Log archival and backup are tightly coupled. Database backups are part of any large database installation, and log archival is analogous to incremental backup. It is not clear what the implications of backup and archival are in an embedded system. Consumers do not back up their VCRs or refrigerators, yet they do (or should) back up their personal computers or personal digital assistants. For the remainder of this paper, we assume that backups, in some form, are required for gizmo databases (imagine having to reprogram, manually, the television viewing access pattern learned by some set-top television systems today). Furthermore, we require that those backups are nearly instantaneous or completely transparent, as users should not be aware that their gizmos are being backed up and should not have to explicitly initiate such backups.
Data compaction or reorganization has traditionally required periodic dumping and restoration of database tables and the recreation of indices. In an embedded system, such reorganization must happen automatically.
Recovery issues are similar in embedded and traditional environments with a few exceptions. While a few seconds or even a minute recovery is acceptable for a large server installation, no one is willing to wait for their telephone or television to reboot. As with archival, recovery must be nearly instantaneous in an embedded product. Secondly, it is often the case that a system will be completely reinitialized, rather than simply rebooted. In this case, the embedded database must be restored to its initial state, freeing all its resources. This is not typically a requirement of large server systems.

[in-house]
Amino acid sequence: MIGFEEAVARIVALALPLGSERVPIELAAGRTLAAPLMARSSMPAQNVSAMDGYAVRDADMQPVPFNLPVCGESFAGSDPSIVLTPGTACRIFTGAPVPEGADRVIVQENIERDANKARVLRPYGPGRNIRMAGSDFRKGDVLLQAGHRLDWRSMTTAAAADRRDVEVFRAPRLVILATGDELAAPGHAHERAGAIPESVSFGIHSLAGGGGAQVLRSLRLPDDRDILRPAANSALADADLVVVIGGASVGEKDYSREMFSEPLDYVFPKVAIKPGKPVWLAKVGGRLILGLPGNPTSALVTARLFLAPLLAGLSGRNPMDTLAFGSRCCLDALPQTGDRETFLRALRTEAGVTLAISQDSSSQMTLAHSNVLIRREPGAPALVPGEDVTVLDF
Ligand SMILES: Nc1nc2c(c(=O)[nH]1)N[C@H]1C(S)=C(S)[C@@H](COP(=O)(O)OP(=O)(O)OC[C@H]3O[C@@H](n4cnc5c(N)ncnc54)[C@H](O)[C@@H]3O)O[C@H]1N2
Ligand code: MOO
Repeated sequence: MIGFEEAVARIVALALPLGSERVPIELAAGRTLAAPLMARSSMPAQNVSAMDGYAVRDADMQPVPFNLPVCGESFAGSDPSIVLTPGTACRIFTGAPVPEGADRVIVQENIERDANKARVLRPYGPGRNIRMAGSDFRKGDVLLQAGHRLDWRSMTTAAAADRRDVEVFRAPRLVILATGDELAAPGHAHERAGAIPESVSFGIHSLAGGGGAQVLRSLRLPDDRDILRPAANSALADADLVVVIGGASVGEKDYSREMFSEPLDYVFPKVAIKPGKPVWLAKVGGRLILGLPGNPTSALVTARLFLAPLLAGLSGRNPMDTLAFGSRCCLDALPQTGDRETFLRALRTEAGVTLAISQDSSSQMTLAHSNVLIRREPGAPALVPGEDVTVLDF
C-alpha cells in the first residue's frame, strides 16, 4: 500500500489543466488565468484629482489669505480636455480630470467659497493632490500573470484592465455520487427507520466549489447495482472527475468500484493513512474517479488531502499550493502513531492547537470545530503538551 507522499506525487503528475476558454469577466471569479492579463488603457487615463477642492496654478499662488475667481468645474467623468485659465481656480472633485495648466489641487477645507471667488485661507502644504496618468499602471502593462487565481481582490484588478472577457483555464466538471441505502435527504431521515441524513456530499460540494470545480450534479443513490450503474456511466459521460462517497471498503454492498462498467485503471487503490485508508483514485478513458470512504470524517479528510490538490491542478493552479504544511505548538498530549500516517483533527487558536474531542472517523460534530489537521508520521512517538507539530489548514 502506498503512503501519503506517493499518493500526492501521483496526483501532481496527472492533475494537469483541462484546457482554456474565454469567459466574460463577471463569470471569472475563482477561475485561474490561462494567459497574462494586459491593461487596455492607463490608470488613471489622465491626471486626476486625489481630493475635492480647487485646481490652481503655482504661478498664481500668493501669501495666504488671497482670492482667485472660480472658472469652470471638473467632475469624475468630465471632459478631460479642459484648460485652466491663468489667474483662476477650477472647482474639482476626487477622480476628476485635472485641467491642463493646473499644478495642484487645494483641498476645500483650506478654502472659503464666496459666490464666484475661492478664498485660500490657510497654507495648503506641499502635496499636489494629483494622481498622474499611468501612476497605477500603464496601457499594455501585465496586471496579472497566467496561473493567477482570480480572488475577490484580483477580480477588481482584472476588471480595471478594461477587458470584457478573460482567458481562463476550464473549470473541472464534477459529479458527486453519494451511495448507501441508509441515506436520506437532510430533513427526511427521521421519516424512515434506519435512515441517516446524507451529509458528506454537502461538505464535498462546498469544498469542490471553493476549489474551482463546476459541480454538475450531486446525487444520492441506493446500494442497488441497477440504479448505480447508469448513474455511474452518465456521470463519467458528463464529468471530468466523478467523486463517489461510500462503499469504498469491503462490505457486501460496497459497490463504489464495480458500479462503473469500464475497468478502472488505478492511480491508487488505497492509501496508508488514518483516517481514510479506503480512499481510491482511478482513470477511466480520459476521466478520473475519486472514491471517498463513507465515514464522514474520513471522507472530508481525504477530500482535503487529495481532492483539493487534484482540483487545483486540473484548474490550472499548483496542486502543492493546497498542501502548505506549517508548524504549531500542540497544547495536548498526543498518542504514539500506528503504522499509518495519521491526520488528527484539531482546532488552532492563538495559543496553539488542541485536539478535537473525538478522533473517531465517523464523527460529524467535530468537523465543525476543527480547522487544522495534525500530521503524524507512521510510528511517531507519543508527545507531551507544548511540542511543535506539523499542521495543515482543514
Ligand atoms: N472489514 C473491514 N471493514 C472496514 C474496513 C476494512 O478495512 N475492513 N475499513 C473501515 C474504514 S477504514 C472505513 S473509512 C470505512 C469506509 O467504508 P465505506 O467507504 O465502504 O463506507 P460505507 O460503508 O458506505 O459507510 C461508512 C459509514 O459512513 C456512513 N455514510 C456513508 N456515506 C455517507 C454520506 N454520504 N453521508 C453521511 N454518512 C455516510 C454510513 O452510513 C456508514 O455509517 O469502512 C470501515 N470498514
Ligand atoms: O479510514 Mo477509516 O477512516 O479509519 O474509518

In addition to the maintenance-free operation required of the embedded systems, there are a number of requirements that fall out of the constrained resources typically found in the "gizmos" using gizmo databases. These requirements are: small footprint, short code-path, programmatic interface for tight application coupling and to avoid the overhead (in both time and size) of interfaces such as SQL and ODBC, application configurability and flexibility, support for complete memory-resident operation (e.g., these systems must run on gizmos without file systems), and support for multi-threading.
A small footprint and short code-path are self-explanatory, however what is not as obvious is that the programmatic interface requirement is the logical result of them. Traditional interfaces such as ODBC and SQL add significant size overhead and frequently add multiple context/thread switches per operation, not to mention several IPC calls. An embedded product is less likely to require the complex query processing that SQL enables. Instead, in the embedded space, the ability for an application to configure the database for the specific tasks in question is more important than a general query interface.
As some systems do not provide storage other than RAM and ROM, it is essential that an embedded database work seemlessly in memory-only environments. Similarly, many of today's embedded operating systems provide a single address space architecture, so a simple, multi-threaded capability is essential for application requiring any concurrency.